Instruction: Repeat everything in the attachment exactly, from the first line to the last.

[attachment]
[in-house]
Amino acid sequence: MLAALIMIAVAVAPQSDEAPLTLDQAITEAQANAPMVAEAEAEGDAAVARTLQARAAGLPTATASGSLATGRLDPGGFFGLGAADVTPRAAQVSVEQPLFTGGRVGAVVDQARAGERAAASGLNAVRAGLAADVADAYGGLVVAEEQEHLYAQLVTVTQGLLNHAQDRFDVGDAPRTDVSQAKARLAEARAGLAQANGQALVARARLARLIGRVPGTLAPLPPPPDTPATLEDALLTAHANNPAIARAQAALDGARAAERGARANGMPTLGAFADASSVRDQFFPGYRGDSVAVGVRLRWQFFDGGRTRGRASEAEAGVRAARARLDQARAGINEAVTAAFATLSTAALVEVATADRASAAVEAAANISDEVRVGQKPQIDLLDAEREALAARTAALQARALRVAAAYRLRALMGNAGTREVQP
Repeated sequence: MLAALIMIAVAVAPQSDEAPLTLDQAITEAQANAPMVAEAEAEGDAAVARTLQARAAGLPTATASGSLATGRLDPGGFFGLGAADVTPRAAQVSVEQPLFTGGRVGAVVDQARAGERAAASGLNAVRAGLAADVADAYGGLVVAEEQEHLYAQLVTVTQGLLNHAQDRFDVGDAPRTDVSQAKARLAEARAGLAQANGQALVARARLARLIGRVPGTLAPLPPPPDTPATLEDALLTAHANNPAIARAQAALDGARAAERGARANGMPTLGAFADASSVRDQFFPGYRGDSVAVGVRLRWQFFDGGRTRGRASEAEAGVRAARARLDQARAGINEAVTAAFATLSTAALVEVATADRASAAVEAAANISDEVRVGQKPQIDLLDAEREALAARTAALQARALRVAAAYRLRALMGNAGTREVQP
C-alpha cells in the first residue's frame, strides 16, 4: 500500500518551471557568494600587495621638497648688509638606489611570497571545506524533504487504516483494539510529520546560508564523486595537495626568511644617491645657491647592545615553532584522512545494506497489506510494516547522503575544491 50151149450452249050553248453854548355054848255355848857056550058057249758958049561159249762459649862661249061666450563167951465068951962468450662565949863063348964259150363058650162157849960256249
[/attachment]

[in-house]
Amino acid sequence: MLAALIMIAVAVAPQSDEAPLTLDQAITEAQANAPMVAEAEAEGDAAVARTLQARAAGLPTATASGSLATGRLDPGGFFGLGAADVTPRAAQVSVEQPLFTGGRVGAVVDQARAGERAAASGLNAVRAGLAADVADAYGGLVVAEEQEHLYAQLVTVTQGLLNHAQDRFDVGDAPRTDVSQAKARLAEARAGLAQANGQALVARARLARLIGRVPGTLAPLPPPPDTPATLEDALLTAHANNPAIARAQAALDGARAAERGARANGMPTLGAFADASSVRDQFFPGYRGDSVAVGVRLRWQFFDGGRTRGRASEAEAGVRAARARLDQARAGINEAVTAAFATLSTAALVEVATADRASAAVEAAANISDEVRVGQKPQIDLLDAEREALAARTAALQARALRVAAAYRLRALMGNAGTREVQP
Repeated sequence: MLAALIMIAVAVAPQSDEAPLTLDQAITEAQANAPMVAEAEAEGDAAVARTLQARAAGLPTATASGSLATGRLDPGGFFGLGAADVTPRAAQVSVEQPLFTGGRVGAVVDQARAGERAAASGLNAVRAGLAADVADAYGGLVVAEEQEHLYAQLVTVTQGLLNHAQDRFDVGDAPRTDVSQAKARLAEARAGLAQANGQALVARARLARLIGRVPGTLAPLPPPPDTPATLEDALLTAHANNPAIARAQAALDGARAAERGARANGMPTLGAFADASSVRDQFFPGYRGDSVAVGVRLRWQFFDGGRTRGRASEAEAGVRAARARLDQARAGINEAVTAAFATLSTAALVEVATADRASAAVEAAANISDEVRVGQKPQIDLLDAEREALAARTAALQARALRVAAAYRLRALMGNAGTREVQP
C-alpha cells in the first residue's frame, strides 16, 4: 500500500518551471557568494600587495621638497648688509638606489611570497571545506524533504487504516483494539510529520546560508564523486595537495626568511644617491645657491647592545615553532584522512545494506497489506510494516547522503575544491 50151149450452249050553248453854548355054848255355848857056550058057249758958049561159249762459649862661249061666450563167951465068951962468450662565949863063348964259150363058650162157849960256249